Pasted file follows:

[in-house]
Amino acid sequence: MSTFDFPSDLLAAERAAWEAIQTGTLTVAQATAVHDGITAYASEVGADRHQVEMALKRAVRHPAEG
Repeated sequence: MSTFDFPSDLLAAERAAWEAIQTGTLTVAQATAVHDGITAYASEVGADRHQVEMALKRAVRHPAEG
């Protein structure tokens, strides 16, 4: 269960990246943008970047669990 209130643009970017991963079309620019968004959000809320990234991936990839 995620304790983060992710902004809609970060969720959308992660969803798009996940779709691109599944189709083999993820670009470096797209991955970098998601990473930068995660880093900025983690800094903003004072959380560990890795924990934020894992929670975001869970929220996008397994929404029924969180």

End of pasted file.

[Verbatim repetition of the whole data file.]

[in-house]
Amino acid sequence: MSTFDFPSDLLAAERAAWEAIQTGTLTVAQATAVHDGITAYASEVGADRHQVEMALKRAVRHPAEG
Repeated sequence: MSTFDFPSDLLAAERAAWEAIQTGTLTVAQATAVHDGITAYASEVGADRHQVEMALKRAVRHPAEG
């Protein structure tokens, strides 16, 4: 269960990246943008970047669990 209130643009970017991963079309620019968004959000809320990234991936990839 995620304790983060992710902004809609970060969720959308992660969803798009996940779709691109599944189709083999993820670009470096797209991955970098998601990473930068995660880093900025983690800094903003004072959380560990890795924990934020894992929670975001869970929220996008397994929404029924969180």